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Here are the answers to your questions:
1. The two principal reasons for holding cash are for "transactions" and for "compensating balances". No, the target cash balance is not equal to the sum of the holdings for each reason because the same money can often partially satisfy both motives.
2. From the standpoint of the borrower, short-term credit is riskier because short-term interest rates fluctuate more than long-term rates, and the company may be unable to repay the debt. If the lender will not extend the loan, the company could possibly be forced into bankruptcy.
A company might borrow on a short-term basis if the company thought that interest rates would fall, and thus, the long-term rate would go even lower. A company might also want to borrow on a short-term basis if the company was only going to need the money for a short while and the higher interest would be offset by lower administration costs and no prepayment penalty. Therefore, companies do consider factors other than interest rates when deciding on the maturity/terms of their debt.
3. Stockholders can eliminate the risk of volatile cash flows by diversifying their portfolios. However, if a company decided to hedge away the risks associated with the volatility of its cash flows, the company would have to pass on the costs of hedging to the investors. More educated investors can hedge risks themselves and thus they are indifferent as to who actually does the hedging. More volatile cash flows will generally be able to produce more growth options due to the greater liquid asset requirements and higher liquidity needed by a company with more volatile cash flows. However, a more stable cash flow may not have the same growth options or have the opportunity to grow as quickly due to the lower liquidity level of a company with a stable cash flow. Firms with high cash flow volatility maintain higher levels of financial slack than those firms with more stable cash flow volatility. Companies with more stable cash flows however, are generally safer to by stock in overall. Thus, these are a few reasons why stockholders might be indifferent between owning the stock of a firm with volatile cash flows and that of a firm with stable cash flows.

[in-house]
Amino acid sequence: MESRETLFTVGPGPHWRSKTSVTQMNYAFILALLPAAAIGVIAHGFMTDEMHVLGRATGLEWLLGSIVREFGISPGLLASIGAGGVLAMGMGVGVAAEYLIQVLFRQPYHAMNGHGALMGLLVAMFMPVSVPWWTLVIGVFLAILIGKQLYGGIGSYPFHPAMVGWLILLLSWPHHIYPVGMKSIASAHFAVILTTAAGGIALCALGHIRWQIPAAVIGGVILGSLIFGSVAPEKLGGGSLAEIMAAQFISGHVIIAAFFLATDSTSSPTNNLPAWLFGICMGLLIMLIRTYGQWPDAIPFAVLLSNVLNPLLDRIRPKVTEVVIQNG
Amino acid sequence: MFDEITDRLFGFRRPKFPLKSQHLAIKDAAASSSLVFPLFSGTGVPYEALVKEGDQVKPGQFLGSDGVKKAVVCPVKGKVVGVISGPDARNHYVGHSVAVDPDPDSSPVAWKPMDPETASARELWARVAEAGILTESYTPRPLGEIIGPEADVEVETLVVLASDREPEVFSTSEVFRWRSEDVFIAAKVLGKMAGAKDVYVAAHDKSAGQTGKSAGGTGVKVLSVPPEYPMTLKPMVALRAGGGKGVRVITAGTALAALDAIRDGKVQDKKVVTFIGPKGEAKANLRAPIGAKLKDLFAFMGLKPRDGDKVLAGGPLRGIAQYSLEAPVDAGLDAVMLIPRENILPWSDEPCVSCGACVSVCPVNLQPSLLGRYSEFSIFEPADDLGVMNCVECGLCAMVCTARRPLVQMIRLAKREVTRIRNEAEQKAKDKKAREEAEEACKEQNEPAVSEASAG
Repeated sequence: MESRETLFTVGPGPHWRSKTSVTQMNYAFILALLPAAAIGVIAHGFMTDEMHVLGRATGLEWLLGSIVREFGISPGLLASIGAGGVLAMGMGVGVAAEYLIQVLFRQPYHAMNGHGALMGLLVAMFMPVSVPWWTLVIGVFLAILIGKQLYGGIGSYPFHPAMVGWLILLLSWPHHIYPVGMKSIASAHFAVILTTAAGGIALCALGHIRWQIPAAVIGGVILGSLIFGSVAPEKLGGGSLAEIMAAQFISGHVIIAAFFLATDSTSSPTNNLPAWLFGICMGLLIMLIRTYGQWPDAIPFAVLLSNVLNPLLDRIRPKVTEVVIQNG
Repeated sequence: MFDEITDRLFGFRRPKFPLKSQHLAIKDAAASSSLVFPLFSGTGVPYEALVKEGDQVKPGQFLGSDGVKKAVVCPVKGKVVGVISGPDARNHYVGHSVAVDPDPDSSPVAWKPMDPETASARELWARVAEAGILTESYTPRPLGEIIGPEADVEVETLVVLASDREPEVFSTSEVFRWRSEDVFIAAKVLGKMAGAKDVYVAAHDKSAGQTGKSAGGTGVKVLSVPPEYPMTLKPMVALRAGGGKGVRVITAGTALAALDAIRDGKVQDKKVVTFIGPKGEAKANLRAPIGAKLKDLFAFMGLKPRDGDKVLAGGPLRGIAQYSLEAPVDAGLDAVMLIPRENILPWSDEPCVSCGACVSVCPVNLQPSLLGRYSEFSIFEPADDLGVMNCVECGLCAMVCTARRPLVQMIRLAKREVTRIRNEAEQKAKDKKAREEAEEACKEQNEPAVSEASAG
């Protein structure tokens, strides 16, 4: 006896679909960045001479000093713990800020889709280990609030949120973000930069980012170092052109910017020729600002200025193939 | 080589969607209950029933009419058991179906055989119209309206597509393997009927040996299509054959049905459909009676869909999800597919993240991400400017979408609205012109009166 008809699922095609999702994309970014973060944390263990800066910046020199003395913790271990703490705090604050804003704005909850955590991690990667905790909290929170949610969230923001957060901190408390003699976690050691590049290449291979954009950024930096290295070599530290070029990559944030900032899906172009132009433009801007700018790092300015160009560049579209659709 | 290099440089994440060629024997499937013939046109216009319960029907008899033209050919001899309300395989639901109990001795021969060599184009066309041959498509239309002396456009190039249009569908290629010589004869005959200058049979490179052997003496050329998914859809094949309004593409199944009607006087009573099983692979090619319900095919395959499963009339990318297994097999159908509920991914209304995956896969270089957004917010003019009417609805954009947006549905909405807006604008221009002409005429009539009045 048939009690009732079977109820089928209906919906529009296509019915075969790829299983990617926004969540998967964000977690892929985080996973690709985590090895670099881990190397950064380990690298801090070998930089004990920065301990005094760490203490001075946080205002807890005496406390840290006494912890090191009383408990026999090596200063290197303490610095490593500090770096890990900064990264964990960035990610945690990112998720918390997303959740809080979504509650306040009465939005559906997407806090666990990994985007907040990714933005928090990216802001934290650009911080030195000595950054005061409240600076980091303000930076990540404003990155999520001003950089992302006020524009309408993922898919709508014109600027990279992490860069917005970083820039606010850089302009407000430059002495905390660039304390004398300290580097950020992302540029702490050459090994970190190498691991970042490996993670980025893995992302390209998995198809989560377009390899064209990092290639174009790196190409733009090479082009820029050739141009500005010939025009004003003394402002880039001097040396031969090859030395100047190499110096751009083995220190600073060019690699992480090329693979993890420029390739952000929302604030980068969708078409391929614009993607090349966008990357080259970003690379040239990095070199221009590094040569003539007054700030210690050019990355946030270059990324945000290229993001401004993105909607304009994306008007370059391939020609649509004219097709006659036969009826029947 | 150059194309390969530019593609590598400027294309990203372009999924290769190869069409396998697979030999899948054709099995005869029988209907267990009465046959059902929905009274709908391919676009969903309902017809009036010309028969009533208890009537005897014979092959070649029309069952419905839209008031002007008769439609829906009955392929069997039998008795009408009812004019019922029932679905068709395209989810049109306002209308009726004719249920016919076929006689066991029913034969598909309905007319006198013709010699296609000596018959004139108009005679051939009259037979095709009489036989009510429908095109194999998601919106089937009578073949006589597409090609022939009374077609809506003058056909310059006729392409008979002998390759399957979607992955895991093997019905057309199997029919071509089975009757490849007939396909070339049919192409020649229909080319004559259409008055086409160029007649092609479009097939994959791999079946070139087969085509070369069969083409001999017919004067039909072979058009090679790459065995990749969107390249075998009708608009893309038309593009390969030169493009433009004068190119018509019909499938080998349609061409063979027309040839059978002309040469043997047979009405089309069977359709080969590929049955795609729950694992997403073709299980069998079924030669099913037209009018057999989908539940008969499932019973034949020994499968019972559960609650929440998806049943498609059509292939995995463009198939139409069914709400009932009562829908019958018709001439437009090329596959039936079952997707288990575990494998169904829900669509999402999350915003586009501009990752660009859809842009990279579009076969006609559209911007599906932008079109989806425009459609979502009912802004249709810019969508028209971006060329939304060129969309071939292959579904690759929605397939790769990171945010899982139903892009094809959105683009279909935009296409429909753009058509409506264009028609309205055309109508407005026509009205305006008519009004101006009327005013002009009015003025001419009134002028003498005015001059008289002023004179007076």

4. While there are not any studies that prove that risk management either adds or does not add value, there are 6 reasons why risk management may increase the value of a firm. Risk management allows corporations to:
1) Increase their use of debt
2) Maintain their capital budget over time.
3) Avoid costs associated with financial distress
4) Utilize their comparative advantages in hedging relative to the hedging ability of individual investors
5) Reduce both the risks and costs of borrowing by using swaps
6) Reduce the higher taxes that result from fluctuating earnings.
5. There are a few ways to reduce a company's risk exposure and here they are below:
1) A company can transfer its risk to an insurance company that requires periodic premium payments that are established by the insurance company based on its notion of the company's risk exposure.
2) A company can transfer risk-producing functions to a third party.
3) A company can purchase derivatives contracts to reduce input and financial risks.
4) A company can take specific actions to reduce the probability of occurrence of adverse events. This would include things such as the replacing of old electrical wiring or using fire resistant materials in areas with the greatest fire potential.
5) A company can take actions to reduce the magnitude of the loss associated with adverse events, such as installing an automatic sprinkler system to hinder potential fires.
6) Finally, a company can totally avoid the activity that gives rise to the risk.
6. Creditors usually accept a plan for financial rehabilitation rather than demand liquidation of the business because a financial rehabilitation is a voluntary settlement that is simply a contract between the debtor and the creditors that settles their claims to maximize the return for the creditors while minimizing the financial distress of the debtor. A financial rehabilitation keeps the customer in business and avoids the unnecessary court costs. While the creditors could end up taking a temporary loss, the creditors will expect the debtor to emerge stable and solvent again.
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